Supporter groups praise European e-cigarette ruling

City Vapors, an e-cigarette store in Sunderland.
City Vapors, an e-cigarette store in Sunderland.

A Sunderland business owner, who opened an e-cigarette store after members of his family died from smoking-related illnesses, has backed a European ruling to tax the devices.

Anthony Humphries, who owns City Vapours in Waterloo Place, Sunderland, agrees with forcing 28 members of the European Union to ban advertising and for e-cigarettes to carry health warnings, even though it will harm his business.

Mr Humphries said: “I’ve been in the e-cigarette business for one and a half years and decided to set up this store due to my family. I’ve even made some of them quit through my promotion of e-cigarettes. I myself have never smoked.

“I agree with the European regulations coming in, however it will be detrimental to my business. For example, e-cigarettes are not currently taxable, but by 2016 they will be, just like tobacco cigarettes. That’s like taxing a soft drink in a pub for the same amount as an alcoholic drink, in my opinion.”

E-cigarettes are only allowed to store 20 milligrams of nicotine per millimetre, like regular cigarettes, under the new rules. The ruling, which will take effect in mid-2016, will see regulations imposed on e-cigarettes and “vaping”, as well as a ban on advertising.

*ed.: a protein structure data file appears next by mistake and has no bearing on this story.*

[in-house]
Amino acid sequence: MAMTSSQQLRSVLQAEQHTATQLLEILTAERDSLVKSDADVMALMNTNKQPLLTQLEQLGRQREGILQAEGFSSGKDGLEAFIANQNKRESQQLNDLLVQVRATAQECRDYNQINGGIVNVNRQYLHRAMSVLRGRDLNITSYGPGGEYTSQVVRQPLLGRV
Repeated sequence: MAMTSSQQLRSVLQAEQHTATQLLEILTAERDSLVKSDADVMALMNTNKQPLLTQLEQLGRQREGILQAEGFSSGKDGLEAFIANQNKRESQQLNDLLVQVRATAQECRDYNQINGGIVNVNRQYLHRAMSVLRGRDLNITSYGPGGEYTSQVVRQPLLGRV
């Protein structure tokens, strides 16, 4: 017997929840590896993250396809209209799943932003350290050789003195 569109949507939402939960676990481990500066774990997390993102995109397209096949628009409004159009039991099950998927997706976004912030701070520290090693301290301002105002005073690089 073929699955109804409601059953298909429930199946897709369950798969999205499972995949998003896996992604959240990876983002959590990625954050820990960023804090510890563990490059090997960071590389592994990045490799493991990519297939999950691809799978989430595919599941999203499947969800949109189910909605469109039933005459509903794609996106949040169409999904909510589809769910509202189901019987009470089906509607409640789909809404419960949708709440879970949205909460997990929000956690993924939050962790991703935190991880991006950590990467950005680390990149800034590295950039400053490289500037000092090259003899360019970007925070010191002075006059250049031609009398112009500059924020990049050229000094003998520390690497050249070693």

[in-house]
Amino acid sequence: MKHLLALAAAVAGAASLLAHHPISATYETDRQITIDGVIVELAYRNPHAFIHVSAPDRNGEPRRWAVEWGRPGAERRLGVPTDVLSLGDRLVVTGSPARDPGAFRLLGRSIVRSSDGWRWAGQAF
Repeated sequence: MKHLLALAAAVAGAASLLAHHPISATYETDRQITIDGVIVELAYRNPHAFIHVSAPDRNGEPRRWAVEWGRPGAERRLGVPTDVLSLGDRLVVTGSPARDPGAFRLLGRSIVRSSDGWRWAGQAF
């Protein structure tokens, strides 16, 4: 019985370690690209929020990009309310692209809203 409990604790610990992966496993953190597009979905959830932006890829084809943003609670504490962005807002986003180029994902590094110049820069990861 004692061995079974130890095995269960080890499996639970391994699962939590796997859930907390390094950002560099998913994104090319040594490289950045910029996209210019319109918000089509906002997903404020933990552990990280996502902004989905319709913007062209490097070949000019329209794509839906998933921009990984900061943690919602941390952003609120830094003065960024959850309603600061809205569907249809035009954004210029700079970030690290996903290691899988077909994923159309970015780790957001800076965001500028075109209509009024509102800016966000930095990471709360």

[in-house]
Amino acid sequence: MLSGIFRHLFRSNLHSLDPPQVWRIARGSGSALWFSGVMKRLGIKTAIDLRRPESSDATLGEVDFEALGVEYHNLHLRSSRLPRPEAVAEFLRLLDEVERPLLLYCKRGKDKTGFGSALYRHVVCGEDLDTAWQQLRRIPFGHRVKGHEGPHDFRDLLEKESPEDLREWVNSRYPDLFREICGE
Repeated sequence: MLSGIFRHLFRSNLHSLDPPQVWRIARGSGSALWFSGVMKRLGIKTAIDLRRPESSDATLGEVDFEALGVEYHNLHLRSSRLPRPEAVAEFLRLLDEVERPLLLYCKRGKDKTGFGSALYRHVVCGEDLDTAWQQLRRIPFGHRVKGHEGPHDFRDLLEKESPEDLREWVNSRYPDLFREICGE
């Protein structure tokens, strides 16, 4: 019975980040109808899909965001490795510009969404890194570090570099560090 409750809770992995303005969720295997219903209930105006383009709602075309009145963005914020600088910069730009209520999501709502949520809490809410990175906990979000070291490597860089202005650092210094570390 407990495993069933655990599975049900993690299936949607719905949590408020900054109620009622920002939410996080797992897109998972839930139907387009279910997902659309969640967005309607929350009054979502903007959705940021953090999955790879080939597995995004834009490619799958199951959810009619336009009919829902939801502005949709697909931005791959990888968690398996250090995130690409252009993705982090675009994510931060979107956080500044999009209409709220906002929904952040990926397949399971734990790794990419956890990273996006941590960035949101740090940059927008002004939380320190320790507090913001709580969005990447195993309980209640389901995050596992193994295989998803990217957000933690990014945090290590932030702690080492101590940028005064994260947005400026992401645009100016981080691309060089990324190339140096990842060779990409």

Mr Humphries also said that he would like people to take up ‘vaping’ as a valid means of quitting smoking, as opposed to more standard medicines.

He added: “I think e-cigarettes should be advertised, as I believe they are a more proven means of quitting than the patches, gum and NHS courses. Of course, if they had been classed as a medicine, as was originally proposed, it would’ve saved the Government millions of pounds a year in both hospital expenses and street sweepers, as many parts of an e-cigarette are recyclable and reusable.”

Ailsa Rutter, director of the North East anti-smoking group Fresh, said: “We 100 per cent support the introduction of a regulatory framework. We do not think e-cigarettes should be banned, but we want consumers to be aware of their safety and effectiveness as an aid to quitting smoking.

She added: “They are significantly less harmful than combustible tobacco, but we do have concerns around the advertising aspects and selling to minors.

“In an ideal world, we would want nobody to be smoking nicotine or tobacco-containing products.”

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